Each year around this time, I attend the International Association of Amusement Parks and Attractions expo, scouring the Orange County Convention Center's enormous show floor for glimpses of the theme park industry's future. But while attending SeaWorld's press conference on my first day at the event, I experienced an unexpected epiphany. While the rest of the media was ogling the sleek blue raft for 2018's Infinity Falls rapids ride, I found myself absorbed by the adorably apathetic sloth who was in attendance as one of the attraction's "animal ambassadors." In a medium that's become mobbed with Virtual Reality and Augmented Reality, I'm craving Actual Reality, and it appears that I'm not alone. The following highlights from IAAPA 2017 hint that the pendulum may be swinging away from high-tech and back toward high-touch.
Imagine driving a bubble-powered car along the ocean floor, with your head in an air-filled dome but the rest of your body exposed underwater. As long as you can overcome the claustrophobia, this could become the coolest submarine inside a theme park since 20,000 Leagues left. It's just a shame that Disney demolished their Shark Reef snorkeling pool at Typhoon Lagoon, because this would have been the perfect upgrade for it.
The best evidence of 2017's retro revival was found among IAAPA's arcade games. Atari's handsome new cocktail table take on PONG re-creates the seminal coin-op's blocky white pixels with physical blocks that magically float across the playing field. Stern, the last old-school American pinball manufacturer still standing, has superb new Star Wars and Guardians of the Galaxy tables for sale. And Valley-Dynamo reintroduced a blast from the past with modern revivals of vintage electro-mechanical baseball games from the pre-digital era, available in All Star and Zombie League editions. It's a good thing IAAPA's machines were set to "free play," or I'd be all out of quarters.
Virtual Reality went from the next big thing to old news in the space of three IAAPA expos, and while you could still find VR offerings in every price range (and even a robot to clean the goggles), I only saw one this year that sparked my imagination. Brogent's Q-Ride uses an Acer 3K headset with sharper visuals and less lag than most, paired with an unusual triangular motion platform. But what really grabbed me was the content: no aliens or explosions, just a spectacular underwater safari through schools of fish and pods of whales, with more natural nautical textures and lighting than any of SeaWorld's CGI attractions.
If you read my recent interview with Dynamic Attractions' CEO Guy Nelson, you know that the company behind Soarin' and Forbidden Journey always bears watching. Dynamic followed up last year's award-winning (and yet unbuilt) Motion Theater announcement by introducing two new ride systems: an off-road trackless dark ride and a "flight cycle" dragon simulator. While both concepts are intriguing, the unveiling was inauspiciously amateurish. A troupe of Renaissance Faire refugees unintentionally made the Avatar-esque simulator look like a Game of Thrones knockoff, and the dark ride is saddled with G.I. Joe branding certain to alienate anyone under 40 or not American. Here's hoping both ideas find IPs worthy of their engineering.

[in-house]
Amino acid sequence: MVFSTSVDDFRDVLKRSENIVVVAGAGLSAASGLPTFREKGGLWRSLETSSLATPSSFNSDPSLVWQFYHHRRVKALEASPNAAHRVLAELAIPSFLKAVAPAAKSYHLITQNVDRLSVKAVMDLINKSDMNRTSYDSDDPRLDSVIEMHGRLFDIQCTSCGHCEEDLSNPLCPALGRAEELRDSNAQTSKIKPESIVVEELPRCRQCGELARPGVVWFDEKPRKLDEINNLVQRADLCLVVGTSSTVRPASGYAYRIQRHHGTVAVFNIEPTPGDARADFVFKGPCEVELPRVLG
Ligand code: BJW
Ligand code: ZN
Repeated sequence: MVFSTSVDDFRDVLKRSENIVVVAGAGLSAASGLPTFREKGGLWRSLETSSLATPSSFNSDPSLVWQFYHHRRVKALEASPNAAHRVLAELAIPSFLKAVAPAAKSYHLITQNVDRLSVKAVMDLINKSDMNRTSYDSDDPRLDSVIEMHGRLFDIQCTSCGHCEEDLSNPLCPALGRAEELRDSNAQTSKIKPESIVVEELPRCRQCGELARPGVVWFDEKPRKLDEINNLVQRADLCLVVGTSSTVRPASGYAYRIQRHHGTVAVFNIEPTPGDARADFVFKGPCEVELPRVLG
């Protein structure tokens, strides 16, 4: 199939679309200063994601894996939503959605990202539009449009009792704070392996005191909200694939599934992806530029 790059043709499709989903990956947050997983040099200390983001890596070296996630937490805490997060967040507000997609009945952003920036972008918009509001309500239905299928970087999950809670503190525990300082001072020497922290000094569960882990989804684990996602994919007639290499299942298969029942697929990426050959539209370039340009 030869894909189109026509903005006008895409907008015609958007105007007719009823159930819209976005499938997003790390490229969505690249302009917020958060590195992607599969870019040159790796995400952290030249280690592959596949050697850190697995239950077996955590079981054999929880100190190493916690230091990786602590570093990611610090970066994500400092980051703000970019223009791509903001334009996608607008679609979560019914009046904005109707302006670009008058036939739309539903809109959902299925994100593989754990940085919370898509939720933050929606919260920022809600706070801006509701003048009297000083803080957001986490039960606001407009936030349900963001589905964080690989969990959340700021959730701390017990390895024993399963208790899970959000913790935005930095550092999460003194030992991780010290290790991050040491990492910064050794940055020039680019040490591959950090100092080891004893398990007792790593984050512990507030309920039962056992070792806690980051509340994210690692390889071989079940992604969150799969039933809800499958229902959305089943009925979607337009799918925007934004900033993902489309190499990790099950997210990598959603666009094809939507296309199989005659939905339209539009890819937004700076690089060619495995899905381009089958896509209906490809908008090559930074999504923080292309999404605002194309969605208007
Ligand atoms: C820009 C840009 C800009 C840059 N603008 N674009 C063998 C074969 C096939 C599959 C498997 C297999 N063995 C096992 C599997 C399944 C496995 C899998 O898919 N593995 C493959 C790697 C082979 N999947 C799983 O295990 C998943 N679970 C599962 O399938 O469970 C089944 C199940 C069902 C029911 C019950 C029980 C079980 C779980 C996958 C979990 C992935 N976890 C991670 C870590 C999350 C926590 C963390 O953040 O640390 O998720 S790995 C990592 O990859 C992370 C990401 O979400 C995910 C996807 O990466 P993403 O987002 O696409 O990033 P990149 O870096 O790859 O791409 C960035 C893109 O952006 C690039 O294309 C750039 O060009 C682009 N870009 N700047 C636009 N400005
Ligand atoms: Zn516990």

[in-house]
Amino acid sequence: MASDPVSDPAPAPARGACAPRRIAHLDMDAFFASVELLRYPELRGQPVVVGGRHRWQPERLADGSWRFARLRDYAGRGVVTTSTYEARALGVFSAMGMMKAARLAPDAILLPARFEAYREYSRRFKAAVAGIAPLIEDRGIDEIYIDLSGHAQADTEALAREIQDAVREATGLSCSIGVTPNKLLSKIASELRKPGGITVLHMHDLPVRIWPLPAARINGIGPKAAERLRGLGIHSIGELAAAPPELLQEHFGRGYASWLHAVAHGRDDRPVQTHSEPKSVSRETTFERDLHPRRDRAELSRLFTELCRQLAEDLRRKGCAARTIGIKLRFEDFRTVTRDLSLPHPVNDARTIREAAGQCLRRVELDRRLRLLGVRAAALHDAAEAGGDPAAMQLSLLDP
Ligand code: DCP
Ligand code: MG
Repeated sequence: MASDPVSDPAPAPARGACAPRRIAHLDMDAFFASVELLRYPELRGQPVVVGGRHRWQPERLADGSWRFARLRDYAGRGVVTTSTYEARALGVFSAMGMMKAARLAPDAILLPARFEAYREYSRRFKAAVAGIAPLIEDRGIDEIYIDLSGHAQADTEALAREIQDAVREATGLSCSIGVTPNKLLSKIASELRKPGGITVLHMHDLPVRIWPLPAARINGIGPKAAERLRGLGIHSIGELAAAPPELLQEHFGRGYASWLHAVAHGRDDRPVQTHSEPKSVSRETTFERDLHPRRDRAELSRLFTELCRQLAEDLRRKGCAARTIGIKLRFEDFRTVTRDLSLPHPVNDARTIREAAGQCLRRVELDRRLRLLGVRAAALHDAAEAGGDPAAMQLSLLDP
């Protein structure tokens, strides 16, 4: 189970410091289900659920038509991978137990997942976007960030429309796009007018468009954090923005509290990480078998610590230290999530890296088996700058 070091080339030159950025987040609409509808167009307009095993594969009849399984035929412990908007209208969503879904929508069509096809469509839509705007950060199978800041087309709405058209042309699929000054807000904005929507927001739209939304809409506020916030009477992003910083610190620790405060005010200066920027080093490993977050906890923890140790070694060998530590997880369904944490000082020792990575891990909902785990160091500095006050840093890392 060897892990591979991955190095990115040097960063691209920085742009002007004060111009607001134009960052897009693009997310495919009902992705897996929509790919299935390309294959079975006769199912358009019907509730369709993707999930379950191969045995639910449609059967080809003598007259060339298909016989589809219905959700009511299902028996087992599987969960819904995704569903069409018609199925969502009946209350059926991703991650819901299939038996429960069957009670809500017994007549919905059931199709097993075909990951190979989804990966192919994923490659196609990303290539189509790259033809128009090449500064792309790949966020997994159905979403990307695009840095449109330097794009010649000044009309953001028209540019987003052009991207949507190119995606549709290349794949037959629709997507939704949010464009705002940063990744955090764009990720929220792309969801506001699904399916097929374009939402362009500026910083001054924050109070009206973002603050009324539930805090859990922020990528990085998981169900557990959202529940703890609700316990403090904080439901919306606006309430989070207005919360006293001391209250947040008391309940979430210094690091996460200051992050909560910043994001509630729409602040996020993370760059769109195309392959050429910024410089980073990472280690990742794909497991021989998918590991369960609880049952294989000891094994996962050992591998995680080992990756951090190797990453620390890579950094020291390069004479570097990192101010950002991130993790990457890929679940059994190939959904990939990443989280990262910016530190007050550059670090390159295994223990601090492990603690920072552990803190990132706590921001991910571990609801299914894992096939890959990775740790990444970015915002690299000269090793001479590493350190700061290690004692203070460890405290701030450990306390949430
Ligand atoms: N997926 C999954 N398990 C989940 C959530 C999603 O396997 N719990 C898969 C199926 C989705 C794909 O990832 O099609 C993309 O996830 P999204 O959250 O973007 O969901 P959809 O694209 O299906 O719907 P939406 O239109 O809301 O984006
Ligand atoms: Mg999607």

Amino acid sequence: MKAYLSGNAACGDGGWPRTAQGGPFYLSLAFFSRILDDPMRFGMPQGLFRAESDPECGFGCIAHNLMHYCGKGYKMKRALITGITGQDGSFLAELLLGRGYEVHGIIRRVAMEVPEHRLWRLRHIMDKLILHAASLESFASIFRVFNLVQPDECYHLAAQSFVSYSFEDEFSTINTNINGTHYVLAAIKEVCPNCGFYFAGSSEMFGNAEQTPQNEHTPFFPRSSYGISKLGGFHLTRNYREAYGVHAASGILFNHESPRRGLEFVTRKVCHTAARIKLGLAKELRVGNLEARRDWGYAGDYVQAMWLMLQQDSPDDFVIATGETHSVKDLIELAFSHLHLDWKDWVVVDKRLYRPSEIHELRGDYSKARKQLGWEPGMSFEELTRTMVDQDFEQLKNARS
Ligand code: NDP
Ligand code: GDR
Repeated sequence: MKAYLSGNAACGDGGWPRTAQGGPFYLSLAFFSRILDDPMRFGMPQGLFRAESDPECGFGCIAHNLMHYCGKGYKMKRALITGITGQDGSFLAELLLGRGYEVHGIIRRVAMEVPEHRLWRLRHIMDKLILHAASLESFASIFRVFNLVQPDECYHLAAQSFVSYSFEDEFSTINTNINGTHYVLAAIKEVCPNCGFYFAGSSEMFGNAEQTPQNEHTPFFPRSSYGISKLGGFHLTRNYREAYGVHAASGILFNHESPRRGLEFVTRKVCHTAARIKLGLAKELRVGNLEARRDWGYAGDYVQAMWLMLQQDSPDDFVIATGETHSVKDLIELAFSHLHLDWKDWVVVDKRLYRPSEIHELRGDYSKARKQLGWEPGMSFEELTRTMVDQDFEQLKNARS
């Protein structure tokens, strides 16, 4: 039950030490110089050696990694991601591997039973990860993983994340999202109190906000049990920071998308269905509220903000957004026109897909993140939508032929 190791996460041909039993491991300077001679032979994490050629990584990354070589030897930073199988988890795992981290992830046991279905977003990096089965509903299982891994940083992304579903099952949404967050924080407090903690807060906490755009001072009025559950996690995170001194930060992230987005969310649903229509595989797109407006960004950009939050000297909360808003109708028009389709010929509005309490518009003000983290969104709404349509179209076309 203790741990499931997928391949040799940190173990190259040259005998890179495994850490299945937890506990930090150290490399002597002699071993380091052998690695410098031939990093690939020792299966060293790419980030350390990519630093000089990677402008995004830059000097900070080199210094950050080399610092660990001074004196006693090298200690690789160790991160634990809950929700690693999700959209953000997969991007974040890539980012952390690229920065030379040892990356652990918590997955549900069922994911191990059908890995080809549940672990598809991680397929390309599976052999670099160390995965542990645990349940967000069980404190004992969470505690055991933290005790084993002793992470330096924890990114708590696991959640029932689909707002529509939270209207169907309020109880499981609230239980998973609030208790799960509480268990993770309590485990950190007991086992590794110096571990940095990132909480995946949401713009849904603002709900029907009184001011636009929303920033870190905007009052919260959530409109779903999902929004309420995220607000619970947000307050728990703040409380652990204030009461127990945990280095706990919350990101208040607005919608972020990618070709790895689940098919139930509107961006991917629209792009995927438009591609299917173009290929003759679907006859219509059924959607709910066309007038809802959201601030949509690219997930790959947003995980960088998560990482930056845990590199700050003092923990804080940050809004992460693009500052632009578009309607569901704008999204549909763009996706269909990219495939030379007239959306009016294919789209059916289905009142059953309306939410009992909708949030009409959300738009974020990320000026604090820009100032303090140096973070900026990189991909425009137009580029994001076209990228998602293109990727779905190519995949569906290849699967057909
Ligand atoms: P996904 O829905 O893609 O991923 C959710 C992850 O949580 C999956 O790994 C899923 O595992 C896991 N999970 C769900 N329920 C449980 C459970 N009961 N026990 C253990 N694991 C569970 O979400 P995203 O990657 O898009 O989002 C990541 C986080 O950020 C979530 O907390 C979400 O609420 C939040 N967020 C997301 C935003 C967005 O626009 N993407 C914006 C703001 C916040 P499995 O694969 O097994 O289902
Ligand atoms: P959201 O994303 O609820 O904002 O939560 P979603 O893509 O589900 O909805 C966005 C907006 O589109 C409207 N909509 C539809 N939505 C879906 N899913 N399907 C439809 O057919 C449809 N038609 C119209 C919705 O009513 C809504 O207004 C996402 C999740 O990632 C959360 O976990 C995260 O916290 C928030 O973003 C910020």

The folks from Falcon's Creative have designed for everyone from Disney and Busch Gardens to Kennedy Space Center, but their current projects with National Geographic prompt questions that go beyond mere amusement. They've opened an Ocean Odyssey exhibit in Times Square that digitally simulates sea life sans water, and they recently debuted a 3-D re-creation of Jerusalem's Church of the Holy Sepulchre at NatGeo's D.C. digs. I asked Falcon's VP David Schaefer if there were any danger in substituting simulacra for authentic animals or artifacts; he said they chose to focus on "showing creatures on screen that you wouldn't be able to experience at any aquarium, like humpback whales," and that they "take a scientific approach with the same tone and vernacular that National Geographic magazine takes in its articles." I wouldn't want similar attractions to replace real museums and aquariums, but integrating such technologies might become mandatory if those traditional institutions are to survive.
Interactive attractions with shaking seats and laser pistols are now ubiquitous from off-brand Asian suppliers, but nobody does the overcrowded genre better than Montreal's Triotech. This year they showed off a grin-inducing robot blasting game, and announced a partnership with Ubisoft to create an Assassin's Creed virtual reality experience (hopefully it's better than the moribund movie). But the star of their booth was a sample of the finale from their new Las Vegas attraction, Fear the Walking Dead. As a hardened horror fan, these were the first CGI zombies that genuinely made me jump; if the rest of the experience this good, it may become my favorite ride in Sin City since the Star Trek Experience shuttered.